November 15, 2018 | ° F

EDITORIAL: Nestle is treading on troubled waters


Multi-billion dollar company pumps despite Flint’s water crisis


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It is possible that, as a temporary or current resident of the City of New Brunswick, you have received a flyer labeled “Important Information About Your Drinking Water.” Although the notice informs its readers “there is nothing you need to do,” and emulates a tone that is calm and nonchalant, the bottom of the page indicates in asterisks: “People who drink water containing (the toxins) … may experience problems with their liver, kidneys or central nervous system, and may have an increased risk of getting cancer.” Frightening, right? But the notice alerts the city residents that action is being taken to fix these problems. Now imagine if no one was working to regulate these issues. This is the situation of the water crisis in Flint, Michigan. And health and wellness company, Nestle, is adding insult to injury.

Most people know, and by now have pushed to the back of their minds, the fact that a new pipeline for Flint was designed in 2012. This pipeline was instated in order to cut costs for the city by switching to a cheaper water supplier. This backfired as years went on and the government and people of Flint realized that the switch had caused the presence of bacteria and high levels of lead. It is 2016, and Flint still does not have water that is safe to drink. In fact, the situation in Flint is so bad that some are afraid to bathe, as the water is causing citizens to break out in rashes and itching fits. Despite the horrible condition of Flint’s water crisis, Nestle is planning to increase its pumping of groundwater for sales, and the state government of Michigan has issued a draft approval. This plant is 120 miles away from Flint, where people are resorting to using baby wipes to cleanse their bodies.

The people of Flint, Michigan, whose cries of protest against their terrible water conditions are still being ignored, are paying more for their water than Nestle is. In fact, numbers show that Nestle isn’t paying anything extra for the 400 gallons a minute that they are selfishly pumping in Michigan, aside from a small permit fee. As a matter of fact, they are receiving $13 million in tax breaks in order to pump their water in the first place. What does this mean? This means that the residents of Flint, who are paying ridiculous amounts of money for water they cannot even safely use, have to resort to buying bottled water from a multi-billion dollar company that is pumping its water for next-to-nothing.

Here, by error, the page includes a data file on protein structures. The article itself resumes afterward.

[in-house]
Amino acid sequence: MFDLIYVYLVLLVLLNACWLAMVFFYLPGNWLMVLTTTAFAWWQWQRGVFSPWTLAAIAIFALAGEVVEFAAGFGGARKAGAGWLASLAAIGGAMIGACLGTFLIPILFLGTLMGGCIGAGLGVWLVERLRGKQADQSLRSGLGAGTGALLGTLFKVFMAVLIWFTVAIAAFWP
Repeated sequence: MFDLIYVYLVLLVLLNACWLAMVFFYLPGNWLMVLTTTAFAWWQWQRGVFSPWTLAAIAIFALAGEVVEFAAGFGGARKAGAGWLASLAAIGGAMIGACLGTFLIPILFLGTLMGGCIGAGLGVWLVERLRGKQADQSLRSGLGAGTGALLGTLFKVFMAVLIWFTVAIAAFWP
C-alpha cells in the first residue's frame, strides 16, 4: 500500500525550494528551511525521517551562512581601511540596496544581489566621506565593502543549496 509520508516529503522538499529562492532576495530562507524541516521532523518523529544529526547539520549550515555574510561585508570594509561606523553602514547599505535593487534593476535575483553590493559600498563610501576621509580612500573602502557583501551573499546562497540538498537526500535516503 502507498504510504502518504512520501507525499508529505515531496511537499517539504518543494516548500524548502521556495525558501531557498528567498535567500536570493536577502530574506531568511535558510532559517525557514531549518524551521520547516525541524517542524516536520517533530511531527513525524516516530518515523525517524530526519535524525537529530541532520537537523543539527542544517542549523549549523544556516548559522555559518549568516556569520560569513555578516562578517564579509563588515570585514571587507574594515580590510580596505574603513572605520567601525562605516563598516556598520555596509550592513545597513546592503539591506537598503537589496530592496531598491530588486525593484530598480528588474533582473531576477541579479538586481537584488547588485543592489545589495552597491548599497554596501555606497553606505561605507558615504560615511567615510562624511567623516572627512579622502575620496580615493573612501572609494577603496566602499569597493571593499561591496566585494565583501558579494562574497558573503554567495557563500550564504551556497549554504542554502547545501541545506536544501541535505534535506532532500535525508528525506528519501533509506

This is not the only time Nestle has insensitively barraged upon a state in crisis. Earlier this year, Nestle only paid about $600 to pump 36 million gallons of water in California in order to bottle and sell it. All the while, the citizens of California were advised to reduce their use of water due to the drastic drought the state was incurring. Basic human sentiments were ignored for the advantage of a big company.

Nestle also caused outrage when it sold and handed out baby formula to poor mothers in Africa, Asia and Latin America, which caused them to stop lactating and then forced them to continue buying their products.

There is nothing wrong with having an opportunist mindset, and some would say that Nestle being able to pump millions of gallons of water for free and sell it for profit is exactly what big businesses aspire for. But Nestle, and the government of Michigan as well, have crossed the line. They are treating water as a privilege rather than a right and exploiting people whose voices are ignored. And feeding off of the plight of the poor is not worth any profit.


The Daily Targum's editorials represent the views of the majority of the 148th editorial board. Columns, cartoons and letters do not necessarily reflect the views of the Targum Publishing Company or its staff.


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